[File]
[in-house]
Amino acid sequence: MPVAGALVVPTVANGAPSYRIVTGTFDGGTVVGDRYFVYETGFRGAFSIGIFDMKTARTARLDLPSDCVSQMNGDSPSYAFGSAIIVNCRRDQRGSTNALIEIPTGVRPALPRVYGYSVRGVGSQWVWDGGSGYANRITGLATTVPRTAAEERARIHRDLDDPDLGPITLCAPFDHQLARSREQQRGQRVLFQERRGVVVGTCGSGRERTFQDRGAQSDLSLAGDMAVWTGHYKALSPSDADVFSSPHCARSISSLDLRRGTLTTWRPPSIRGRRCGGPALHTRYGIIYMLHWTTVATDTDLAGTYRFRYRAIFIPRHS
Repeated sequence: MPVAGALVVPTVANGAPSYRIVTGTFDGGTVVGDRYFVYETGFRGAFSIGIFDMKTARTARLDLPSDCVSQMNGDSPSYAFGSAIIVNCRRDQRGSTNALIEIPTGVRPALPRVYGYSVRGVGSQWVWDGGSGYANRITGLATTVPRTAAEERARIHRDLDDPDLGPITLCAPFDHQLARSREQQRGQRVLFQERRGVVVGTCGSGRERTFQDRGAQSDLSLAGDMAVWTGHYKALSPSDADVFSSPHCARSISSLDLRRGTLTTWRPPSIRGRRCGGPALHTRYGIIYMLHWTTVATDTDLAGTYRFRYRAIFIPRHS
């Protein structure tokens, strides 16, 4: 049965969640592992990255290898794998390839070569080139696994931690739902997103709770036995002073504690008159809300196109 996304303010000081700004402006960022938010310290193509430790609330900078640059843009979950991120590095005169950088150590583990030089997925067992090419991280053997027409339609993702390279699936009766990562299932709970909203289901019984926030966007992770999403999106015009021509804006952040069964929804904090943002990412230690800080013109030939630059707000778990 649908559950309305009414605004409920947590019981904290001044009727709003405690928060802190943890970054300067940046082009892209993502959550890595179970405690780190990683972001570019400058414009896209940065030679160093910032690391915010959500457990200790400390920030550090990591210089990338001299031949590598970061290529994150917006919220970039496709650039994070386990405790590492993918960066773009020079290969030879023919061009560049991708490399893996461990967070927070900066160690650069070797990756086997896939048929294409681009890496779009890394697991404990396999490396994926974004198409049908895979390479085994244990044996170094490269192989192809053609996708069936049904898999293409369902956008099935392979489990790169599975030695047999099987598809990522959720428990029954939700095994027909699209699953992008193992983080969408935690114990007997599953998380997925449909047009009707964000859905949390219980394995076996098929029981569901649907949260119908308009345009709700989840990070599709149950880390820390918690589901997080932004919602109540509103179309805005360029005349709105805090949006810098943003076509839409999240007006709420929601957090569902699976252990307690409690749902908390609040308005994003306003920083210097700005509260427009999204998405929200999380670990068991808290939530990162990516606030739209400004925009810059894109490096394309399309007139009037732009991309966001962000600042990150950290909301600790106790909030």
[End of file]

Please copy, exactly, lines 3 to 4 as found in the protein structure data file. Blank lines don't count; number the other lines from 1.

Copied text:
Repeated sequence: MPVAGALVVPTVANGAPSYRIVTGTFDGGTVVGDRYFVYETGFRGAFSIGIFDMKTARTARLDLPSDCVSQMNGDSPSYAFGSAIIVNCRRDQRGSTNALIEIPTGVRPALPRVYGYSVRGVGSQWVWDGGSGYANRITGLATTVPRTAAEERARIHRDLDDPDLGPITLCAPFDHQLARSREQQRGQRVLFQERRGVVVGTCGSGRERTFQDRGAQSDLSLAGDMAVWTGHYKALSPSDADVFSSPHCARSISSLDLRRGTLTTWRPPSIRGRRCGGPALHTRYGIIYMLHWTTVATDTDLAGTYRFRYRAIFIPRHS
């Protein structure tokens, strides 16, 4: 049965969640592992990255290898794998390839070569080139696994931690739902997103709770036995002073504690008159809300196109 996304303010000081700004402006960022938010310290193509430790609330900078640059843009979950991120590095005169950088150590583990030089997925067992090419991280053997027409339609993702390279699936009766990562299932709970909203289901019984926030966007992770999403999106015009021509804006952040069964929804904090943002990412230690800080013109030939630059707000778990 649908559950309305009414605004409920947590019981904290001044009727709003405690928060802190943890970054300067940046082009892209993502959550890595179970405690780190990683972001570019400058414009896209940065030679160093910032690391915010959500457990200790400390920030550090990591210089990338001299031949590598970061290529994150917006919220970039496709650039994070386990405790590492993918960066773009020079290969030879023919061009560049991708490399893996461990967070927070900066160690650069070797990756086997896939048929294409681009890496779009890394697991404990396999490396994926974004198409049908895979390479085994244990044996170094490269192989192809053609996708069936049904898999293409369902956008099935392979489990790169599975030695047999099987598809990522959720428990029954939700095994027909699209699953992008193992983080969408935690114990007997599953998380997925449909047009009707964000859905949390219980394995076996098929029981569901649907949260119908308009345009709700989840990070599709149950880390820390918690589901997080932004919602109540509103179309805005360029005349709105805090949006810098943003076509839409999240007006709420929601957090569902699976252990307690409690749902908390609040308005994003306003920083210097700005509260427009999204998405929200999380670990068991808290939530990162990516606030739209400004925009810059894109490096394309399309007139009037732009991309966001962000600042990150950290909301600790106790909030």